Very few of these problems should require
extensive computation. The actual exam will ask students for
several of the definitions in problem 14. The idea for the list of New Jersey Native Trees and its use here was copied from Professor B. Latka, whose linear algebra exams at Lafayette College featured the same device. 
means no answer is
available yet. The answers are all here! Very good job, people!
Various corrections have been made to the answers (6:48 PM,
4/8/2004). I currently believe the answers are right.
1. Suppose A=(a_{ij}) is a 200 by 200 matrix. All of the
entries of A are 0 except Diagonals Each a_{ii}=2 for 1<= i<=200. Weirdos a_{ij}=10 when i=100 and j=150, and a_{ij}=x when i=150 and j=30. What is the determinant of A? Comment A matrix with relatively few nonzero entries is called a sparse matrix.
Answer Sent by C. Graziadio at 2 Apr 2004 20:20:43 
2. Suppose this matrix is in RREF:
(* 7 * * * * * *) (* * 0 1 * * * *) (* * * * 0 0 0 0)Change each * to one of the following: 0 if the entry must be 0; 1 if it must be 1; A if it can be anything (0 or not 0: no restrictions). Explain your answers. What's the rank of this matrix?
Answer [ 1 7 A 0 A A A A ] [ 0 0 0 1 A A A A ] [ 0 0 0 0 0 0 0 0 ]Position (1,1) has to be a one because all leading entries in rows in RREF are one. It also follows that positions (2,1) and (3,1) must be zero because in RREF all entries above and below a leading 1 entry must be zero. Matrices in RREF also have an upper triangular look to it so, all entries in row 2, before position (2,4) must be zero. So in row 3, all entries must be zero. These are the properties of a matrix in RREF, therefore the other entries in rows one and two could be any value A.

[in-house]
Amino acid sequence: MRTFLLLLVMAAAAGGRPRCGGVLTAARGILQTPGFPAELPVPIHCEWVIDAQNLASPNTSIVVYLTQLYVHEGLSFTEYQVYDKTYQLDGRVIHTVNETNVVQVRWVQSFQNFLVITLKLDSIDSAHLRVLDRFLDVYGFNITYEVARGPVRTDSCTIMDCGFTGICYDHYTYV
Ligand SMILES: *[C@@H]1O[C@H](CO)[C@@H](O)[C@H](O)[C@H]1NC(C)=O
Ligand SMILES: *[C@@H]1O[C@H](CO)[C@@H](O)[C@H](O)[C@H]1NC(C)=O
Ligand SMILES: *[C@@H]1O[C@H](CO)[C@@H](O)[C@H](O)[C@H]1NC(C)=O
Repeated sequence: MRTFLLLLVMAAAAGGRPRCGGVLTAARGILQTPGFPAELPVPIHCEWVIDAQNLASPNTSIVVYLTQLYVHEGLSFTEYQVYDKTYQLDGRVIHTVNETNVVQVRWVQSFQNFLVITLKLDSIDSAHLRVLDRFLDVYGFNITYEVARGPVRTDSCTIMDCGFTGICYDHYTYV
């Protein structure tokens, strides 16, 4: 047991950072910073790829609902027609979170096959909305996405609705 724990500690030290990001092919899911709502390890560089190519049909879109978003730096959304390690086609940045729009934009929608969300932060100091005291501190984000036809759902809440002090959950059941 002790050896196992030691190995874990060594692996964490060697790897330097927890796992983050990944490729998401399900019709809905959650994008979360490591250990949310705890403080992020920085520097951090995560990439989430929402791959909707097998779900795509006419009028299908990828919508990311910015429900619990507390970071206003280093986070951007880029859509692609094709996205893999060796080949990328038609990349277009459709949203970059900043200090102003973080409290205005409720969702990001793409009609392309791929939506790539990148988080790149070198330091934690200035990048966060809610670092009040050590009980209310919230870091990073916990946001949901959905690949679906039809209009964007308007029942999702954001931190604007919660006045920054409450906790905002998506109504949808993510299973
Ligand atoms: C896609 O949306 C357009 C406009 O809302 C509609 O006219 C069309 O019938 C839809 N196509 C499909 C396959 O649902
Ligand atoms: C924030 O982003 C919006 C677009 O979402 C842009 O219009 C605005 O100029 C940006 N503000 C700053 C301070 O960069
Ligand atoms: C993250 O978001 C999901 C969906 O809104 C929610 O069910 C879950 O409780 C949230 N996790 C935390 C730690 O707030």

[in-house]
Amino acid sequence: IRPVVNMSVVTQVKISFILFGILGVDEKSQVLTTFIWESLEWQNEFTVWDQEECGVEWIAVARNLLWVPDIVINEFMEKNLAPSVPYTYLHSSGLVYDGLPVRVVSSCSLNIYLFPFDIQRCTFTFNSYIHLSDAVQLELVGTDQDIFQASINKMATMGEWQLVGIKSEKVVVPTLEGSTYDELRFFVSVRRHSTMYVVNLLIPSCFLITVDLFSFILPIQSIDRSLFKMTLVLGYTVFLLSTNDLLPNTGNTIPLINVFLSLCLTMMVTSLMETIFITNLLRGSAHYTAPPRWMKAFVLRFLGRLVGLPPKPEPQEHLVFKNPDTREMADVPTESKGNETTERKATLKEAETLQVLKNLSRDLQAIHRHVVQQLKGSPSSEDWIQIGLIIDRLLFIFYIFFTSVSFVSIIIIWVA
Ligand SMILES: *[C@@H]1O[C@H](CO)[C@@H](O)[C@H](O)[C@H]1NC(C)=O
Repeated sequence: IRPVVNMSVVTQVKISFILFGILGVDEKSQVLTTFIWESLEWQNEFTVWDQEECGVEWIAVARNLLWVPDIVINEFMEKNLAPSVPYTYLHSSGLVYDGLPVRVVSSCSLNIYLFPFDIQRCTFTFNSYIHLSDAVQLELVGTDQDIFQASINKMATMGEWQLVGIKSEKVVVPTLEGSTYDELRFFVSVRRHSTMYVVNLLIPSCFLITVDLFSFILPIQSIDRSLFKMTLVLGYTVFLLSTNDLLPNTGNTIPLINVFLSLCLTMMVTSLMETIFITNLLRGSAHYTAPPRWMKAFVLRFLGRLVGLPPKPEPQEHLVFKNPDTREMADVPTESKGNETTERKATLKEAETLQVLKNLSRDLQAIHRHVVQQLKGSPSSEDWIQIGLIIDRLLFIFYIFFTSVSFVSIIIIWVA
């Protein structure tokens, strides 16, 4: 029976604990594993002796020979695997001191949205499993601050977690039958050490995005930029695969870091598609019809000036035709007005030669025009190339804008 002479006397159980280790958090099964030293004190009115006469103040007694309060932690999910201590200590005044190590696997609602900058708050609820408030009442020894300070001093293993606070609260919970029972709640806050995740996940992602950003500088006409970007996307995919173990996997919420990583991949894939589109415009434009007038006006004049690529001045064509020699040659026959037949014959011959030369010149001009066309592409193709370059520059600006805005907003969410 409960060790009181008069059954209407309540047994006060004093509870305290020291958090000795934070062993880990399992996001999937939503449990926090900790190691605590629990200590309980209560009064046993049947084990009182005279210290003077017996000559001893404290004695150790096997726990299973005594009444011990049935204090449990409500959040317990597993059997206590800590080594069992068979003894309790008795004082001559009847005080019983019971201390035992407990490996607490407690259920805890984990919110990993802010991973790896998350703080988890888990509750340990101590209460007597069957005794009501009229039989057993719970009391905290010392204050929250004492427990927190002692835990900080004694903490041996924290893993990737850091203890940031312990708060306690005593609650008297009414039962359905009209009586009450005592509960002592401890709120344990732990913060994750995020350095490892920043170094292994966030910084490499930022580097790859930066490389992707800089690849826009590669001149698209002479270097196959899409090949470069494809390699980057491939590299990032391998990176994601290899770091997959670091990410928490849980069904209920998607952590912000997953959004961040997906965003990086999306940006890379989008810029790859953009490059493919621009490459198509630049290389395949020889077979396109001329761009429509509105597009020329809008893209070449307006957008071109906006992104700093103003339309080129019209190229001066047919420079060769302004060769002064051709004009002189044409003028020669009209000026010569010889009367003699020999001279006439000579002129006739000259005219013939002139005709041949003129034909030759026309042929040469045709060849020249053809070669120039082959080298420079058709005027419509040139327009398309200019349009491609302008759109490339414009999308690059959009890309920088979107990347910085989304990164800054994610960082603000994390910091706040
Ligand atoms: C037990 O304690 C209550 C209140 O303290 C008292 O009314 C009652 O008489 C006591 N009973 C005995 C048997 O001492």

The rank of this matrix = 2
Sent by J. Sirak at Sun, 4 Apr 2004 15:00:20 
3. Suppose (1,2,3,0,0) and (0,0,1,1,1) are both solutions of
one specific system of 5 linear equations in 5 unknowns. a) If this system is written as AX=B where A is a matrix of coefficients, X is a column vector of unknowns, and B is a column vector of specific real numbers (you can't deduce much about the entries of A and B from what's given), then what are the dimensions of A and X and B? b) Does the system AX=0 (here 0 is a column vector of 0's) have any solutions? Be as specific about the solutions as you can. c) How many solutions does the original system AX=B have? Be as specific about the solutions as you can. d) What is the determinant of A? What are the possible values of the rank of A? Answer The two vectors given will be called X_{1}=(1,2,3,0,0) and X_{2}=(0,0,1,1,1). a) A is 5 by 5 from the fact that it is 5 eqns. in 5 unknowns X is 5 by 1 and B is also 5 by 1. b) AX=0 has solutions for example A(X_{1}X_{2})=AX_{1}AX_{2}=BB=0 thus the vector X*=(1,2,2,1,1) is a solution to AX=0. c) AX=B has infinitely many solutions of the form eX*+X_{p} where is any real number and Xp is any vector that solves the equation Ax=B. for example since AX*=0 and AX_{2}=B we have that A(eX*+X_{2})=B where again e can be any real number. d) since A is 5 by 5 and the system AX=B has more then one solution then inverse(A)=A^{1} does not exist because X not equal to A^{1}*B. Since A does not have an inverse then detA=0 and therefore the rank of A is less then 5 and greater then zero Sent by Ben Cohen at Mon, 29 Mar 2004 17:44:46 
4. Suppose that A and B are both 2 by 2 matrices which have
inverses, and that A^{1}=( 3 1) (8 1)and B^{1}= (2 1) (1 7)If C=A^{2}B, what is the inverse of C? Comment A small amount of thought can save much irritation. Answer [ 17 4] [32 9]so since (B^{1})= [2 1] [1 7]we see that (C^{1})= [ 66 17] [241 67]Sent by C. Hunt Thu, 1 Apr 2004 19:28:13
Comment from the Management